– Three years ago, when AOL and Time Warner consummated their union, your co-editor predicted that the merged entity would display the agility of “an elephant on Quaaludes.” But a drugged-up pachyderm never could have burned through $100 billion. Only delusional CEOs – flanked by armies of MBAs and investment bankers – could successfully plot the complete destruction of so vast a sum of money.


Back in Paris…

*** If all these investors panic…what will they panic towards? Our guess is that the exit sign has GOLD written all over it. In dollar terms, the price of gold has gone up 31% in the last 12 months. In the near term, it may well go down (we hope it does…we’re buying)…but there are not many other places for panicky investors to go.

*** The Europeans can retreat to euros, of course. The dollar lost 26% against the euro in the last 12 months. Deutsche Bank says that if the dollar were to follow its cyclical pattern of the last 20 years, we should expect it to drop to $1.25 to the euro 12 months from now. It’s currently at about $1.08.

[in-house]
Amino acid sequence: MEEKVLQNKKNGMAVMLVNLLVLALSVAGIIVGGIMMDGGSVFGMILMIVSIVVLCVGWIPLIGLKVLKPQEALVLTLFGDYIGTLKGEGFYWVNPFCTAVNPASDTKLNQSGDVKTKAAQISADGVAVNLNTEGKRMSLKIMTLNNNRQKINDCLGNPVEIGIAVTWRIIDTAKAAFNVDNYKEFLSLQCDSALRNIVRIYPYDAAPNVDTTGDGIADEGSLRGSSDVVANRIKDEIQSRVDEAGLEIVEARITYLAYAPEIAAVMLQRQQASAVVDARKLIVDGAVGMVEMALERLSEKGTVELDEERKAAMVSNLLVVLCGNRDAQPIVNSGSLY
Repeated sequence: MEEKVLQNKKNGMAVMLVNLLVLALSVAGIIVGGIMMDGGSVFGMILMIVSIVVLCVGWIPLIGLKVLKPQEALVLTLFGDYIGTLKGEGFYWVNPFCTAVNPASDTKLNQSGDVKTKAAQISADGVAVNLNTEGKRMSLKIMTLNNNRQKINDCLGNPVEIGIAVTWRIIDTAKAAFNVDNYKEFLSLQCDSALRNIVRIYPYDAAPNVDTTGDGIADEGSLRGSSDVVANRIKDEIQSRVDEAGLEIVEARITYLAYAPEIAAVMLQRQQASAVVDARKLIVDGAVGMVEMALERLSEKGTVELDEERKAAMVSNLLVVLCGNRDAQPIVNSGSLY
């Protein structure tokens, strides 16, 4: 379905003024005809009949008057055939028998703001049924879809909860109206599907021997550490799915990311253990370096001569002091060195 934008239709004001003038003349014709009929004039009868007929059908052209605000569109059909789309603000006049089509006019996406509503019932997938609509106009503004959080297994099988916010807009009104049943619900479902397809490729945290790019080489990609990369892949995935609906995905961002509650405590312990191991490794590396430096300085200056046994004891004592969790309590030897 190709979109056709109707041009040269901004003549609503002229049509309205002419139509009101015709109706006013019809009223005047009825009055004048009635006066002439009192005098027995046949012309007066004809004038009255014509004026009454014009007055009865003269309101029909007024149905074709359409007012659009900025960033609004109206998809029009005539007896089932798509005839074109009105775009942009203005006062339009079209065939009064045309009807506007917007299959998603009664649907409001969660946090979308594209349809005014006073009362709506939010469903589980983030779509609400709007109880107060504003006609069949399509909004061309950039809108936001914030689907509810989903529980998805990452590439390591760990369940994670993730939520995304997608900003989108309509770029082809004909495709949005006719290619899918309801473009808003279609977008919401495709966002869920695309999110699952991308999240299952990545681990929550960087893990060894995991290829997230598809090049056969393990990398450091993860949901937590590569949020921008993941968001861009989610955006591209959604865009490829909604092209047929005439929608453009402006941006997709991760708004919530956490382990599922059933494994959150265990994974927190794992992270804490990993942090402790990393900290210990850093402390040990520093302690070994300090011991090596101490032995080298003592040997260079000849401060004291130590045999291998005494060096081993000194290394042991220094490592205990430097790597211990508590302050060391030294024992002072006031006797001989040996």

*** The surprise may be that the dollar drops far more than that – against euros as well as gold. Never before has the U.S. has such a large trade deficit. Never before have there been so many people with so many dollars outsize the U.S. When these people panic, the pile up at the exits might be much worse than anything in the last 20 years.

*** War, war…war. The word is on every pair of lips…and every editorial page. We don’t know whether the war against Iraq will turn out well or badly, but colleague Dan Denning thinks he’s found a way to make a buck off of it.

“One way or another, Iraq is going to pump more oil,” he says. “Oil may not go up in price, but a few companies – the oil service businesses – are going to go up in price.”

“These companies went between 15% and 40% during the last war against Iraq,” Dan tells us. “They’ll do the same this time.”

[Editor’s note: we’ll here more from Dan tomorrow about the real ‘smoking gun’ behind the war with Iraq…stay tuned.]